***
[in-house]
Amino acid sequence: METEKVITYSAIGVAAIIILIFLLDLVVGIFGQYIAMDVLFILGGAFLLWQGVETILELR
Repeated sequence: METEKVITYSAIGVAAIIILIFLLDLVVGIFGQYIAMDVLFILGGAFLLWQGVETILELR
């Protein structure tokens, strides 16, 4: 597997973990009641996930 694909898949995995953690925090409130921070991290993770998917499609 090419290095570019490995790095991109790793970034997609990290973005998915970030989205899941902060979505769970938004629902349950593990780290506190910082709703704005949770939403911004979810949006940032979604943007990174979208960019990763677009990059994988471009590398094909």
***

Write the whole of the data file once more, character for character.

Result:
[in-house]
Amino acid sequence: METEKVITYSAIGVAAIIILIFLLDLVVGIFGQYIAMDVLFILGGAFLLWQGVETILELR
Repeated sequence: METEKVITYSAIGVAAIIILIFLLDLVVGIFGQYIAMDVLFILGGAFLLWQGVETILELR
């Protein structure tokens, strides 16, 4: 597997973990009641996930 694909898949995995953690925090409130921070991290993770998917499609 090419290095570019490995790095991109790793970034997609990290973005998915970030989205899941902060979505769970938004629902349950593990780290506190910082709703704005949770939403911004979810949006940032979604943007990174979208960019990763677009990059994988471009590398094909």